Wednesday, August 24, 2011

De Oratore

Sometimes, verbage is everything.

The Olive Garden, that cesspool of imitation Italian cuisine, recently ran an advertisment that has been bugging me. Just as a side note, Olive Garden sucks. Their bread is cardboard and their pasta is drowned in crappy imitation sauces. I believe my friend Johnathan Cartelli once told me that the only way he'd ever bring his grandfather to Olive Garden would be if he was punishing him for something, or if he wanted to kill him. I can't remember; with John it could have been either. Or both.

In any event, the Garden recently ran an advertisement for their never-ending pasta bowl (another testament to our ever-fattening society). You can watch the ad here. It begins with a bunch of young decently attractive people sitting around a table at the titular restaurant, and their conversation goes something like this:
Man: That movie was great.
Woman: I know, I never wanted it to end.
Hold it, wait. What? The group moves on to talk about the meal ("Well at least the pasta is never ending!"), but I can't. I have to address this. What did she mean she never wanted it to end? There are at least two possibilities that I can think of.

First, there's the possibility that she wanted the movie to never end. In other words, she wanted that particular film to go on ad infinitum, consuming her entire life and continuing onwards even after her death. And my friends, her death in this situation would not be pretty. Her wish would have doomed her to watching this film for the rest of her days, forsaking food and drink, use of the restroom and personal hygiene (she looks like the kind of person who wouldn't dare sneak out of the theater to use the bathroom - and we all know people who swing the other way on this one). She would end up a stinky emaciated lifeless husk, her rubbery flesh melded into the theater seat and her image-bombarded eyeballs long receded from their sockets. I don't think she meant this, and if she was granted this wish, one would only hope that she would immediately regret the horror she had inflicted upon herself, her friends and the other moviegoers. So let's put possibility one to rest.

Possibility two is probably the one she meant. I think it's far more likely, anyway. Possibility two is that she meant to say this: At no point during the film did she actively want it to be over. This is not a glowing review of a film, people. It doesn't mean the film was great. It doesn't even mean it was good. It simply meant that this lady managed to sit through the whole thing without begging for it to end. That's a ridiculous way to review a film. It's a ridiculous way to evaluate anything. That would be like having a coversation like this:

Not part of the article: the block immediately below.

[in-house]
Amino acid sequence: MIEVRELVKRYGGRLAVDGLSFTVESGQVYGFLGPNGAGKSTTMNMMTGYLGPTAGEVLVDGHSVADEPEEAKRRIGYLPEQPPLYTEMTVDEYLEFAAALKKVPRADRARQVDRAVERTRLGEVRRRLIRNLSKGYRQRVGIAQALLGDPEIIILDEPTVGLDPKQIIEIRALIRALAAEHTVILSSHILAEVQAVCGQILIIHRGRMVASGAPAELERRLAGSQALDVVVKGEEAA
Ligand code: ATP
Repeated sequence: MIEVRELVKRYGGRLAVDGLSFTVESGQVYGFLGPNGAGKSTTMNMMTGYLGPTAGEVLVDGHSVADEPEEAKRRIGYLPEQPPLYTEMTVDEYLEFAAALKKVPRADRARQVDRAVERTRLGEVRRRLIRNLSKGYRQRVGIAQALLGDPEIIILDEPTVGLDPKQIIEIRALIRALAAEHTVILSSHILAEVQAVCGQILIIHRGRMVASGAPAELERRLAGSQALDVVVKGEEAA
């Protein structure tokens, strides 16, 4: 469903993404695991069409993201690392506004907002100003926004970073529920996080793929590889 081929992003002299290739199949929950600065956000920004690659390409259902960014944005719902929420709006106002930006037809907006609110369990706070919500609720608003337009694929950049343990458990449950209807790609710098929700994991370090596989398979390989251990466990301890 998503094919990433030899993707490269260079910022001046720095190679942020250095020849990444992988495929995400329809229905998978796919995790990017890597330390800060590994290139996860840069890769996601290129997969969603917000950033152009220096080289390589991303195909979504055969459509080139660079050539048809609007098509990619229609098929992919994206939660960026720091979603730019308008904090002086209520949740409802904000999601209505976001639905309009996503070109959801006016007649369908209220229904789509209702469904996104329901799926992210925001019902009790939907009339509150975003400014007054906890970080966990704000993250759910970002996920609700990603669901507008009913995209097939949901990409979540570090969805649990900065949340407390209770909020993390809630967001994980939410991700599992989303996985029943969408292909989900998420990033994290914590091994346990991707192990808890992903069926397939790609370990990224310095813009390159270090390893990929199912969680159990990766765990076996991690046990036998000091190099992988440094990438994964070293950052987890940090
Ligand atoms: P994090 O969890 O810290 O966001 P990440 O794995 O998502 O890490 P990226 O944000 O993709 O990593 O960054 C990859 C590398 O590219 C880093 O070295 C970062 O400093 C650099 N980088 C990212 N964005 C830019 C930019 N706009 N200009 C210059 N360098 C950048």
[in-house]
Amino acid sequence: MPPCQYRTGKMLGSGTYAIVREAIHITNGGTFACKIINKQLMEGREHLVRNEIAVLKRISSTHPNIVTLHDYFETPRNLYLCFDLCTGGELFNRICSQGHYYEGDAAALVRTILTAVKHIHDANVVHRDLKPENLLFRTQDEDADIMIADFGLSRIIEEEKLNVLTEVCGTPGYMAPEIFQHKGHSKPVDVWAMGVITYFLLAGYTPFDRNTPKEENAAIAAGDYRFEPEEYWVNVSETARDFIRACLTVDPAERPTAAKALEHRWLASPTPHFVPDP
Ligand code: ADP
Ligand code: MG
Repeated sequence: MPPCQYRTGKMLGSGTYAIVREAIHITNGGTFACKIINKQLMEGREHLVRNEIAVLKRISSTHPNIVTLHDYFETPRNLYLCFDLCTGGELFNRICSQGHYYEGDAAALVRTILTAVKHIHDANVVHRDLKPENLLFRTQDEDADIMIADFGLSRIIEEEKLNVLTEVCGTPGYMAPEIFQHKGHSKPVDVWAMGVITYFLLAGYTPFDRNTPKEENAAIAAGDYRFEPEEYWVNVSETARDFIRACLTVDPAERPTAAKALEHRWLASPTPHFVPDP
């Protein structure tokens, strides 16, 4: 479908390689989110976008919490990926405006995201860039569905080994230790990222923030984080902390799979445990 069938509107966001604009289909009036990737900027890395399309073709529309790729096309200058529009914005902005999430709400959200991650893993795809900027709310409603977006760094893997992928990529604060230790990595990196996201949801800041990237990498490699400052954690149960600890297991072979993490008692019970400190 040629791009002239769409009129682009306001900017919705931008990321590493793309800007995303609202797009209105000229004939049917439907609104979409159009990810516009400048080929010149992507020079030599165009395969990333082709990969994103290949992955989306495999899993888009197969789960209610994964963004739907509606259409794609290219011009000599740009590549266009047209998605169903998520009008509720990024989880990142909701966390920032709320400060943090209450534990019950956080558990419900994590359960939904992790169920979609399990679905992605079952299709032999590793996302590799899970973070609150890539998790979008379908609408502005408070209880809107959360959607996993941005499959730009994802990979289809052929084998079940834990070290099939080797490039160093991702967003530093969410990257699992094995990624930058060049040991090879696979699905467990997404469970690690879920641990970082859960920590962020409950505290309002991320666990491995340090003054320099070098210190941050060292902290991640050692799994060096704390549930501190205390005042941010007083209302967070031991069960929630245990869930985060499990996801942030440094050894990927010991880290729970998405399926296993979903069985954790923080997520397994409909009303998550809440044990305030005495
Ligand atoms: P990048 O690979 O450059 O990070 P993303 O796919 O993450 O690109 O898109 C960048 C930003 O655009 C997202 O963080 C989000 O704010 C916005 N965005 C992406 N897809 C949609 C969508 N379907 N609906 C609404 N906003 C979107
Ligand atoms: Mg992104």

Man: Hey, your friend Leo is a great friend.
Me: I know, I've never wanted him dead.
That doesn't mean he's a great friend. That simply means that I've never actively prayed for his death. It means I wouldn't kill my friend Leo for a quarter and a Snickers bar. And you know what? That's not even true. I totally would.

Here's what really happened. The man in the commercial was trying to start a nice conversation. "That movie was great," he said. He was trying to get a discussion going. And what did she do? The speaking equivalent of puking on his shoes. She said nothing of substance. Worse, her asinine comment steered the conversation away from the movie and towards the food! The lady across from her says, "Hey, at least the pasta is never-ending." And that's it. Everyone laughs and the conversation that guy wanted to have about the movie is dead in the water. Watch that guy for the rest of the commerical - he is not happy. He looks at her at the very end - I wonder if he's thinking in words or if it's just a red murderous haze at that point.

Verbage is important, people. That commercial's been in my head all morning. Makes me hungry. Maybe I'll have Italian tonight.

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